The Glee Club is actually predominantly a stand-up comedy venue that has expanded into music. Situated in Birmingham's Chinese Quarter close to the Hippodrome Theatre, it opened in 1994. Since then they have opened venues in Cardiff, Oxford and now this month, one is scheduled to open in Nottingham.
Quite what the name has to do with comedy I’m not sure, the TV series had one thing right; traditionally a glee club is to do with music.
Support tonight is from Peter Kernel, who we thought was probably a soloist but may even have been a comedian but we’re totally wrong. ‘He’ is a three piece from Switzerland and as they start up, the floor immediately starts to throb under the assault of the very heavy bass. My ears will probably be out of commission tomorrow. Musically they sound a bit like our own Johnny Foreigner with the interplay of words between their female bass player and male guitarist. Then again, the girl kind of fancies herself as a Kim Deal I reckon and the chap doesn’t do anything to dispel the Pixies comparisons. That all sounds quite promising but for all that they are oddly unsatisfying.
So to Montreal’s Wolf Parade. I’ve been digging though Wolf Parade’s first two albums which are full of great moments but something about them just doesn’t completely satisfy then last month their new album ‘Expo 86’ dropped through my letter box and it’s bloody brilliant.
The ‘Expo’ is that big exposition ‘fair’ type thing that Prince Albert started up 150 odd years ago and now travels around the globe every year. Expo 86 was held in Vancouver and apparently that is where five young boys first became friends and made a pact to meet up sometime in the future to form a rock band. Believe it or not, that is the alleged beginning of Wolf Parade.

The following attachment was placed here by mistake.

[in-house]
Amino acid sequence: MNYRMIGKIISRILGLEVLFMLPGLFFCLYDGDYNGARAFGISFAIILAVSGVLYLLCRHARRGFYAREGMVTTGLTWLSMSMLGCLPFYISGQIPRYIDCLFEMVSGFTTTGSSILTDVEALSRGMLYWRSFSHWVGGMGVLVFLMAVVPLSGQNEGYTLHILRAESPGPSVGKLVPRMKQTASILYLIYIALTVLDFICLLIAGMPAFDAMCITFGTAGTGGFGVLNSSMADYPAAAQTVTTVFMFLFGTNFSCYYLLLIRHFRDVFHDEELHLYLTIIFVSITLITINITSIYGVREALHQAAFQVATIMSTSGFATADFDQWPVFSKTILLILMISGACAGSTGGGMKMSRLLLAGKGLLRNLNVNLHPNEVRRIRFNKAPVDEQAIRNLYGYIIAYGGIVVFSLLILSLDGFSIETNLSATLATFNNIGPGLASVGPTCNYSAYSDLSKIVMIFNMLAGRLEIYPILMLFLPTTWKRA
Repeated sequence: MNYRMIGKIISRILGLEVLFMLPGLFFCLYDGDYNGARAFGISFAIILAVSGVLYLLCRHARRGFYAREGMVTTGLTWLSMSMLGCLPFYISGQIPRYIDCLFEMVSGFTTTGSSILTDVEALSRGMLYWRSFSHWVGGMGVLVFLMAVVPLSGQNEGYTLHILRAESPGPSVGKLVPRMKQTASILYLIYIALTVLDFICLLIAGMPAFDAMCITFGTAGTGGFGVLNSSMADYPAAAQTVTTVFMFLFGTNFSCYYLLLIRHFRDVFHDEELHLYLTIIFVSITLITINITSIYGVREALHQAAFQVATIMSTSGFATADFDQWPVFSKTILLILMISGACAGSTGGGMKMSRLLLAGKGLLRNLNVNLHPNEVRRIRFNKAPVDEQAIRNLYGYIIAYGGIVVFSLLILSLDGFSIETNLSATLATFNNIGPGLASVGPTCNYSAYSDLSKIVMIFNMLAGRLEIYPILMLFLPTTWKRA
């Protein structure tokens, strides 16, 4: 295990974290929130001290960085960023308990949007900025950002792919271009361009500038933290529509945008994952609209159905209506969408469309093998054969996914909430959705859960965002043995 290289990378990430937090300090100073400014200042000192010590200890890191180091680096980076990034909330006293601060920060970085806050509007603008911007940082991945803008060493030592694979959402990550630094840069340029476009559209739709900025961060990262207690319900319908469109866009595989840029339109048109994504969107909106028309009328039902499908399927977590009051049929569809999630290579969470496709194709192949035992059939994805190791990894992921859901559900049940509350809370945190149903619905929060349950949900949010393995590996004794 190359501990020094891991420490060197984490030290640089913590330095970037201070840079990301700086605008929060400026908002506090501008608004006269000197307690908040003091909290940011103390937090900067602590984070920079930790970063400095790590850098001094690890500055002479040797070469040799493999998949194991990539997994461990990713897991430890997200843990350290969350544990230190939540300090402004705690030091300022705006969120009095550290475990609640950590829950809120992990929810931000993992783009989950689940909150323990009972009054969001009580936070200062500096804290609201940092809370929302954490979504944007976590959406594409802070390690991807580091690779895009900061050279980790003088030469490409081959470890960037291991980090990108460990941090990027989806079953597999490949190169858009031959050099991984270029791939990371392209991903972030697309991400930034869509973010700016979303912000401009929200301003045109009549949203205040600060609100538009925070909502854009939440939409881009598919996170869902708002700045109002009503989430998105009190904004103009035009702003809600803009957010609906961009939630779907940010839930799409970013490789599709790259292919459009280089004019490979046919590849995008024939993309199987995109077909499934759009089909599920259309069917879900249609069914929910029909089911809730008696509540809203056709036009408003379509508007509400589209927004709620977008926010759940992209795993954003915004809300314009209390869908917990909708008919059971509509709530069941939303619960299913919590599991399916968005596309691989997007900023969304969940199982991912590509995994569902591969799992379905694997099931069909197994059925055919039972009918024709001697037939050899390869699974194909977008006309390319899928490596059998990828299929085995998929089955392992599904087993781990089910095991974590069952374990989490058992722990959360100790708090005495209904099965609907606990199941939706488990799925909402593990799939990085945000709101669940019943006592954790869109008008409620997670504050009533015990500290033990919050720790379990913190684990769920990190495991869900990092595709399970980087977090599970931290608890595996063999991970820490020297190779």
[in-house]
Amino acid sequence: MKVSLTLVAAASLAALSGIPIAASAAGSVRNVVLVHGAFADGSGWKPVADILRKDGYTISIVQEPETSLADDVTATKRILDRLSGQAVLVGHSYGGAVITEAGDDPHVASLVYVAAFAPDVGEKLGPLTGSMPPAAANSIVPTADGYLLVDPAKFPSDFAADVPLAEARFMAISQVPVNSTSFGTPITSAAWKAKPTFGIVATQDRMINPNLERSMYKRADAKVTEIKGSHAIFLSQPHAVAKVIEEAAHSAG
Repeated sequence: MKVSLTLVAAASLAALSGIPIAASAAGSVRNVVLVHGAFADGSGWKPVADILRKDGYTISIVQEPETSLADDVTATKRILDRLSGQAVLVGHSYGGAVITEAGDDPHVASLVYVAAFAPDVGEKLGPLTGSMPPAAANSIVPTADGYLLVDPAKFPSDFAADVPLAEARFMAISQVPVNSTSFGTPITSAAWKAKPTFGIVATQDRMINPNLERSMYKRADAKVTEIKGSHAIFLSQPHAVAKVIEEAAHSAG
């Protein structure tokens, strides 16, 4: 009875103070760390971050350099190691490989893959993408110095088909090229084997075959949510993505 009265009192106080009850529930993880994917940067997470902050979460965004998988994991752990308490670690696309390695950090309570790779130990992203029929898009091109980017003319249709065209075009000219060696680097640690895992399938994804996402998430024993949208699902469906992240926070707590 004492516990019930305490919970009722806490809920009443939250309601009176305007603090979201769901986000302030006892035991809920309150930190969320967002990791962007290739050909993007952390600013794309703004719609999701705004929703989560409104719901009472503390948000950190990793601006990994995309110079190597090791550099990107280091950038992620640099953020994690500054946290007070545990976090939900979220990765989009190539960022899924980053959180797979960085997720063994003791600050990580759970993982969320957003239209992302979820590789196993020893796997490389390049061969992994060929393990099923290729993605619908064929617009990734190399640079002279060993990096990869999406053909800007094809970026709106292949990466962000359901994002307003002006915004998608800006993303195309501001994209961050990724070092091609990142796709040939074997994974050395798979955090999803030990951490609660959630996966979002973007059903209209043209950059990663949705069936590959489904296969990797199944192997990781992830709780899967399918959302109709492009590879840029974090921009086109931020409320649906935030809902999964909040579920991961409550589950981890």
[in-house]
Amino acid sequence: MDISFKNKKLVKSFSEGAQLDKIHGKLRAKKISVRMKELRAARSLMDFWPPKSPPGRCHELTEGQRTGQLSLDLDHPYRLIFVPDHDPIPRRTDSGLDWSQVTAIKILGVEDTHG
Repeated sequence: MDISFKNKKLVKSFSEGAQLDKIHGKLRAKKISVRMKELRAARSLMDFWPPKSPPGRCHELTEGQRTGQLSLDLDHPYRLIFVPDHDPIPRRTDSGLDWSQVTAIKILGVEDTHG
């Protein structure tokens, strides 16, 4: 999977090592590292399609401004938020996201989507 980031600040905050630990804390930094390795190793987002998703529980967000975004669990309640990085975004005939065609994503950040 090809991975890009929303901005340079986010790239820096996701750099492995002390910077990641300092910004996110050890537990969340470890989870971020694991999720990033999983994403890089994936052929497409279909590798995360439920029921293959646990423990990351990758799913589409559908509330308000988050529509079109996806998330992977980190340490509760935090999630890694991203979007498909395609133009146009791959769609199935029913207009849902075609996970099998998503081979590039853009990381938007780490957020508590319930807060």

But never mind all that, they are now just a four piece who still find time to do Wolf Parade between their assorted side projects. The band take the stage and Dan Boeckner launches into ‘Soldier's Grin’ from their second album.
Boeckner, on the guitar, democratically shares lead vocal duties with keyboard player Spencer Krug, who promises us a mix of old and new songs without obviously playing the one you really want to hear. He takes vocals on ‘What Did My Lover Say?’ off the new record before handing back to Boeckner for another new song, the wonderful ‘Palm Road’.
Krug and Boeckner have complementary but differing styles and talents. Krug’s songs are more poetic and melodic such as on ‘Dear Sons and Daughters of Hungry Ghosts’ and he works away busily on his array of keyboards and other assorted electronic gadgets. He is not only a man in dazzling control of the technology at his fingertips but it is equally enthralling to see him perfectly in control of his stool, which he rarely sits on but instead manages to pivot around with his foot, never once losing control of it.
Boeckner is more old school. He belts out his numbers and pours passion into both his singing and his guitar playing. Whipping songs like ‘Pobody's Nerfect’ off the new ‘Expo 86’ up into a fervent, hot-blooded frenzy.
As a new recruit to the Wolf Parade cause I find all the new songs sound terrific tonight, although so too do oldies such as ‘This Hearts on Fire’ and ‘I'll Believe in Anything’ which are less familiar to me.
When they are not playing the lead Krug and Boeckner back each other up well, letting their respective instruments take a more background role. Everything combines together very well. In fact, the band as a whole have a lot of chemistry and that always makes for a good live show. On the other side of Krug to Boeckner is Dante DeCaro pummelling his guitar as hard as Boeckner does while behind them Arlen Thompson is a thunderous presence on the drums.
Damn good stuff.
(Sunday 12th September)